baby blanket (finished)

finished knitted baby blanket

After a marathon knitting session the past week, I finished the baby blanket. (I used a pattern from the Purl Bee for the chevron baby blanket.) A lot of other things got put on hold so that it would be ready by the time I left town for Christmas because I didn’t want to mail something so precious (read: sort of expensive and time consuming).

Now that it’s over, I can’t believe I made it. I mean, I know I did because I spent many hours knitting it and I ran out of yarn six rows too soon two days before my trip and the nice people at Purl Soho made a skein of yarn materialize out of nowhere to help me and I sent out text updates like “10 rows left!” to anyone who would listen. But when I look at it now, I don’t think about that. I think, wow, that’s beautiful. And it’s even more beautiful wrapped around my perfect, perfect niece.

baby nugget in knitted blanket

I’m not a very experienced knitter. Before this blanket I think I just knew how to knit and purl. I could knit or purl two together, and I could maybe increase a stitch or two after looking up how to do it on youtube. But for this baby blanket I learned two new stitches (kfb and ssk). And that was all it took to make a chevron stripe and the biggest thing I’ve ever knitted.

This is why I love taking risks on bigger projects. When I started, it seemed impossible. I messed up a few times, and just kept going. And going, and going, and going. And when it seemed like I would be doing these two stitches for the rest of my days, suddenly I was done.

And now I’m ready to move on to a bigger blanket, or a few new stitches. Who knows where it will take me or what I can make next. I wasn’t even sure I could do this one.

But now that I’m one blanket smarter, I would do a few things differently the next time around. It turns out I knit looser than this pattern really intended. This means that I ran out of yarn faster (I used Purl Soho’s super soft marino), and because this pattern used a whole skein for each color of stripes, I ran out of yarn before I was finished with each section. After this happened the first time, I left out a garter row of my last stripe for every color. This kept me from running out of yarn, but it means that my stripes are of varying sizes. As I’ve said before, I’m no perfectionist, so this was ok by me.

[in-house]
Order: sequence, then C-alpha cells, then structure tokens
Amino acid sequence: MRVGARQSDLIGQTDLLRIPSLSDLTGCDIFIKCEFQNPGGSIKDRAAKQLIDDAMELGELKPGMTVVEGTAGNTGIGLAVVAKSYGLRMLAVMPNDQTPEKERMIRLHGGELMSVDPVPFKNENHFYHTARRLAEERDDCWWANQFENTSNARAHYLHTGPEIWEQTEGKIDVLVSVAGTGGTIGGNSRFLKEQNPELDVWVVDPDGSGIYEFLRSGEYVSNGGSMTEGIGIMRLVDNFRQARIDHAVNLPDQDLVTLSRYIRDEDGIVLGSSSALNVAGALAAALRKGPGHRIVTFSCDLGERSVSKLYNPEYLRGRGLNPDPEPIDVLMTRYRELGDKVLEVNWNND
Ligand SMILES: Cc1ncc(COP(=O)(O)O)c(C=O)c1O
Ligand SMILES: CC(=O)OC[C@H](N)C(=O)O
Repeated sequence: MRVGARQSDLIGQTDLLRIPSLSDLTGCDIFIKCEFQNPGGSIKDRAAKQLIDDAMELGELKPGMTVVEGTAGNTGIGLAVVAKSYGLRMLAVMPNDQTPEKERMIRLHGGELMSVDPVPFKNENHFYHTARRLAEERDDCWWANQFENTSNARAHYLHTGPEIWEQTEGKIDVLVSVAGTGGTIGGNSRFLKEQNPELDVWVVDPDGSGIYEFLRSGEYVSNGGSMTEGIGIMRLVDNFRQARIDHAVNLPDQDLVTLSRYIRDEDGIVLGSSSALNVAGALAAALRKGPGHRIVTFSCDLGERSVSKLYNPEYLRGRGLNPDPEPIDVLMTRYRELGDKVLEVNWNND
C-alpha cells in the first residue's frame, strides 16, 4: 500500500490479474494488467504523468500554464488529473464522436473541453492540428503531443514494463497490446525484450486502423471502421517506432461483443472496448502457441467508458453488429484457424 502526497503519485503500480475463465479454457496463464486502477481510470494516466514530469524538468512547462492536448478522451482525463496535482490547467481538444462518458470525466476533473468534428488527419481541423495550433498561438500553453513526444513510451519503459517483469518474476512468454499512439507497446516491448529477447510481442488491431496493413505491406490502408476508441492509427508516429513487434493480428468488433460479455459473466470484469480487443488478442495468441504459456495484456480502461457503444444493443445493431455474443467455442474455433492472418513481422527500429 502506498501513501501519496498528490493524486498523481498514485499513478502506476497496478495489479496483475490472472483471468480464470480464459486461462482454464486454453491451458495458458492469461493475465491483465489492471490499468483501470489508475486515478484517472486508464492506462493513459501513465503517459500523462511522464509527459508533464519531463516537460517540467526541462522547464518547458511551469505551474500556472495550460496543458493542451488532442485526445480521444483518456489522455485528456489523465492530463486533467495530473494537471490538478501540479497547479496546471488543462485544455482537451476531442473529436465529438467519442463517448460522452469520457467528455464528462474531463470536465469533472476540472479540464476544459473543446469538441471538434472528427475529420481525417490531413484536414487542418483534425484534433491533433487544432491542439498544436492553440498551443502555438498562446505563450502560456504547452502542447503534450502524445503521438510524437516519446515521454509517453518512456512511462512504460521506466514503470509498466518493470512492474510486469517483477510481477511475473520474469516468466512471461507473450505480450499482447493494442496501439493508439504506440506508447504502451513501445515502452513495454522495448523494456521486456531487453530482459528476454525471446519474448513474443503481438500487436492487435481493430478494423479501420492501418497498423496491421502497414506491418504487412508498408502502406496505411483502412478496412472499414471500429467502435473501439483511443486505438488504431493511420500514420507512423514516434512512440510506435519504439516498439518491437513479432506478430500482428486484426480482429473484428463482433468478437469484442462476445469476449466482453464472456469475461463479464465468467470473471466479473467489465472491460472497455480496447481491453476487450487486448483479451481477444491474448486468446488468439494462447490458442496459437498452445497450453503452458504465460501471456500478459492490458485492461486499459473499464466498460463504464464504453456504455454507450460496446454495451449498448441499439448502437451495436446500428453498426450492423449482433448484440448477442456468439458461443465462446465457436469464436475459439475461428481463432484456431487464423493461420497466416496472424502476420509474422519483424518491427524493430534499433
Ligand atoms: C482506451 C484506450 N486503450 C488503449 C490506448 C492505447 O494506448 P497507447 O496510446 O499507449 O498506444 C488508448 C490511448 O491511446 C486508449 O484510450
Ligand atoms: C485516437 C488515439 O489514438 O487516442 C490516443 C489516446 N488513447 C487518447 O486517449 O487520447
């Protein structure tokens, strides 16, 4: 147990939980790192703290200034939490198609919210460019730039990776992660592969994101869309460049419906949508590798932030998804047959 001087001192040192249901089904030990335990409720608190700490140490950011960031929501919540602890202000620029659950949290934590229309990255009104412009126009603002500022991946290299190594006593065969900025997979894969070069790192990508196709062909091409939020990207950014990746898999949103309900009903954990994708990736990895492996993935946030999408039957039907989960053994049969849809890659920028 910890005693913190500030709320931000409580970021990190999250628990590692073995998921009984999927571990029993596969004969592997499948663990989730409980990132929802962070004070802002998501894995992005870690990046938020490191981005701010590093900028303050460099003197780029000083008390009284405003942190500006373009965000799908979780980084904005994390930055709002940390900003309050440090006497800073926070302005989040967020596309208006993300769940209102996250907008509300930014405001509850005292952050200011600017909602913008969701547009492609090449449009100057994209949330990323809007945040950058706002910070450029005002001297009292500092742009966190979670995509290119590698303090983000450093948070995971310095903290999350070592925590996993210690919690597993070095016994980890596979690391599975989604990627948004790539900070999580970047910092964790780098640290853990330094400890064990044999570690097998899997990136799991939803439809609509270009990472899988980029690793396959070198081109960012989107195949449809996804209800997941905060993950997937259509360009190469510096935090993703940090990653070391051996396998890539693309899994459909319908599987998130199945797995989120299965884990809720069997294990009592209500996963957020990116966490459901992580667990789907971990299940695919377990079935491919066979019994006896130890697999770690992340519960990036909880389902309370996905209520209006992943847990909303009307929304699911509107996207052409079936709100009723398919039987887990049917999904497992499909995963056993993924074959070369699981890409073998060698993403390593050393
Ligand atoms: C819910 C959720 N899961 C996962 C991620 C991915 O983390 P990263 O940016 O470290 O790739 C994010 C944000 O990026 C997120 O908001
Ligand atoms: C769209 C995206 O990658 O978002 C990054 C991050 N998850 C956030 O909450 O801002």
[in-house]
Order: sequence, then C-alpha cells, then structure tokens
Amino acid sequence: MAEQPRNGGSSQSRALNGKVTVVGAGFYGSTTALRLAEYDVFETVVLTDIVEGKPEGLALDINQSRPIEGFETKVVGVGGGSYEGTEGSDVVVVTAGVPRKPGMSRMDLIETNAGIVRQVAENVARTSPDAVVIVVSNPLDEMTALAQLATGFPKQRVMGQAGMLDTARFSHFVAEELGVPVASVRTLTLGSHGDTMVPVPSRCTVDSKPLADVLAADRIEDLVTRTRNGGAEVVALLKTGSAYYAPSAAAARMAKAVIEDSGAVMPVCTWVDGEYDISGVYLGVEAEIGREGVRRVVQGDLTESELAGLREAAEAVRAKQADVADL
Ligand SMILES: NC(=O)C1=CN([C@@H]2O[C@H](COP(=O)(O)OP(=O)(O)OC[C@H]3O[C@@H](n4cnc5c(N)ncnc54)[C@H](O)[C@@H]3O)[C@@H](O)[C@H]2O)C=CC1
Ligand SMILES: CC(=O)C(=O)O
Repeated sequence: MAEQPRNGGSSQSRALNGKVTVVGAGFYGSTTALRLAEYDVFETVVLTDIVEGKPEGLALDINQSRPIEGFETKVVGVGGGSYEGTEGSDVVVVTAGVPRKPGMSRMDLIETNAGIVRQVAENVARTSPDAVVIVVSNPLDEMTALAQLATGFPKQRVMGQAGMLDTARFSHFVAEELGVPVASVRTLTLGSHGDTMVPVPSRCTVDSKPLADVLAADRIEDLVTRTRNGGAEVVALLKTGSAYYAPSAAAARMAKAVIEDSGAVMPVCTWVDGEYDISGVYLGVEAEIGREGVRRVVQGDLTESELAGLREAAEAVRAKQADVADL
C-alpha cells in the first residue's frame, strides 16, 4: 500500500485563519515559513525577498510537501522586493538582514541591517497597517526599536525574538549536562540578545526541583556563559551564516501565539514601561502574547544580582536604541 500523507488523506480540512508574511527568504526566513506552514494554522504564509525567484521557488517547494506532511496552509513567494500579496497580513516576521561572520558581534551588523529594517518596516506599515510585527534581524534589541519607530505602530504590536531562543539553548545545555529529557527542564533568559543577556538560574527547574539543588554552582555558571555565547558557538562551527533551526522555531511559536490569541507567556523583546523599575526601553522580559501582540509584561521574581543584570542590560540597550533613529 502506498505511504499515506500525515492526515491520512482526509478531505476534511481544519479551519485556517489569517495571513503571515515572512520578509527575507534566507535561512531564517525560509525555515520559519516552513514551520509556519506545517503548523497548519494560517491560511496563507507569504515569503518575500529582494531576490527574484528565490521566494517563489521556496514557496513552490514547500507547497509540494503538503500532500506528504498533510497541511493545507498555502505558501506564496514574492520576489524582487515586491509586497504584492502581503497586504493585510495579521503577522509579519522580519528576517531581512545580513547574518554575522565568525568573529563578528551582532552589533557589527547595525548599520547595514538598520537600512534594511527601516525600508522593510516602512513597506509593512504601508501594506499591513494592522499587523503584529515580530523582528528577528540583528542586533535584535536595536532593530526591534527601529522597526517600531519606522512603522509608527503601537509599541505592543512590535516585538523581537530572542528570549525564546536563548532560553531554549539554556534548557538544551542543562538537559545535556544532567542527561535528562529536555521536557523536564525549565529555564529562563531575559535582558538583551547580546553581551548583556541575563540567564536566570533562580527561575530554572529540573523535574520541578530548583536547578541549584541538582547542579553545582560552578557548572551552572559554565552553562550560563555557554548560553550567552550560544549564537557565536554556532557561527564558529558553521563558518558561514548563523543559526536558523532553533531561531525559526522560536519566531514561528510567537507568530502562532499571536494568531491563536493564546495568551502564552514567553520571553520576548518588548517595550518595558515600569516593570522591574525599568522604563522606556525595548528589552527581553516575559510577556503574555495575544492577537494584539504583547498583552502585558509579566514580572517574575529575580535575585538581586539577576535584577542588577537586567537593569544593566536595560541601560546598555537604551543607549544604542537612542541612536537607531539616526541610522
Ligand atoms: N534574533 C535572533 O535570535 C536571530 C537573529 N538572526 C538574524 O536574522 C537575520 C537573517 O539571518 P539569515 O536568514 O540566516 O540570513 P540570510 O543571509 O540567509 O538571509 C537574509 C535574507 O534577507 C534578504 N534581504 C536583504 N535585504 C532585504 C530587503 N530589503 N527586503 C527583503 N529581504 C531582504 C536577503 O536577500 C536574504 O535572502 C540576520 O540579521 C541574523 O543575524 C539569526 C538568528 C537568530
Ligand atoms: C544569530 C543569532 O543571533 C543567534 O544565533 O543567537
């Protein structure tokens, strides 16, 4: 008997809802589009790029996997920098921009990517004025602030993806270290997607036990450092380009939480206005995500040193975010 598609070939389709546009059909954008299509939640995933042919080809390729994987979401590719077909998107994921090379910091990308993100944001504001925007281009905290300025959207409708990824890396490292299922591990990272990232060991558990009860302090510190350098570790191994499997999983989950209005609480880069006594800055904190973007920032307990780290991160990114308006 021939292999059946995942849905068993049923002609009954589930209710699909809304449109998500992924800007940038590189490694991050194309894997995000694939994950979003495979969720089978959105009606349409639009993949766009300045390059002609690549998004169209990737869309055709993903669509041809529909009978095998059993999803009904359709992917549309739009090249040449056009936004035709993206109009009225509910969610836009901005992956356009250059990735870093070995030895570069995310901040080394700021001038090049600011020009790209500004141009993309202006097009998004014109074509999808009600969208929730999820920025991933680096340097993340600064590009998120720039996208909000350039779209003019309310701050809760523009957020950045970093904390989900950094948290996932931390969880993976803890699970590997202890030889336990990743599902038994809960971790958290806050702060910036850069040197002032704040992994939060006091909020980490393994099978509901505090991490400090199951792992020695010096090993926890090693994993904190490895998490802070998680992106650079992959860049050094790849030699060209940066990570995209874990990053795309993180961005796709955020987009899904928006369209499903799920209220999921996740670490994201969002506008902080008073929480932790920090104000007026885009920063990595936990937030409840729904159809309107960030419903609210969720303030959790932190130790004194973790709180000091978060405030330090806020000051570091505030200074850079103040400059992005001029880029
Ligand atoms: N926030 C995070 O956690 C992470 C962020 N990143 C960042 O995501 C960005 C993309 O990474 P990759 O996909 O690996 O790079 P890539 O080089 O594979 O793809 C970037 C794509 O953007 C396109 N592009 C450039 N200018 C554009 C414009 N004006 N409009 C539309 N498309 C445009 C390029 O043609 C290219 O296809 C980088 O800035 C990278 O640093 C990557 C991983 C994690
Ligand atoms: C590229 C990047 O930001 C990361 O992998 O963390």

But if I were to make this blanket again, I’d make each color stripe only three garter rows instead of four, and I’d go ahead and buy an extra skein of white yarn from the get-go. So if you’re a loose knitter (which I know now that I am), I’d recommend those modifications. Another thing I learned about knitting loosely is that you’ll end up with a slightly bigger blanket than the pattern indicates. So if you leave out some rows, that would make up some of the difference.

But even with uneven stripes, I think it’s about one of the best things I’ve made. If only because I made it for my brand new niece.

baby nudson in baby blanket

You can see previous progress on the blanket at baby blanketbaby blanket progress (4 inches)baby blanket progress (a note to baby girl)baby blanket progress (11 inches), and baby blanket (a lot of inches).

(I chose this project and paid for the yarn on my own. I’m not affiliated with Purl Soho–I’m just a fan.)

top five fashion posts of 2013

I’ve continued exploring style this year. Not just for me–I’ve also imagined style for some of the character I’ve read about. And it’s been fun all year long. Here’s my top five favorite looks:

all blue outfit of the day

monochrome outfit: blue. I love pairing similar colors together, clashing or not. I think this outfit did it beautifully with cobalt and navy blue, and I love the leopard accent.

picnic outfit

welcome picnic and what i wore. My best friend got married this year, and what I wore to a picnic the weekend of the wedding was one of my favorite looks. Those pants are so fun, and I love the colors.

what would death wear on polyvore

what would death wear. I’ve been reading The Sandman comic book series and Death is a terrific character. She’s spunky and kind, and really not at all what I pictured Death would be. This was one of my favorite posts of the year because author Neil Gaiman saw it on Twitter and tons of people joined the conversation. Plus she’s just cute.

what i wore to breaking bad

breaking bad and what i wore. I had a super fun event to go to, so I dressed up with a top I stole from my mom’s closet and a teal skirt. I like how the colors don’t match exactly, but it still looks like it was made to wear together.

new pants outfit

new outfit: patterned pants. I like these pants so much, they show up on this list twice.

top 10 books I read in 2013

top 10 books

I’m on track to read 29 books this year. Maybe a few more if I can sneak them in before the clock strikes 12. Not a huge amount–I do have a day job, which is coincidentally also reading–but I’ll take it. My top 10 favorite books this year, in no particular order, are:

Saga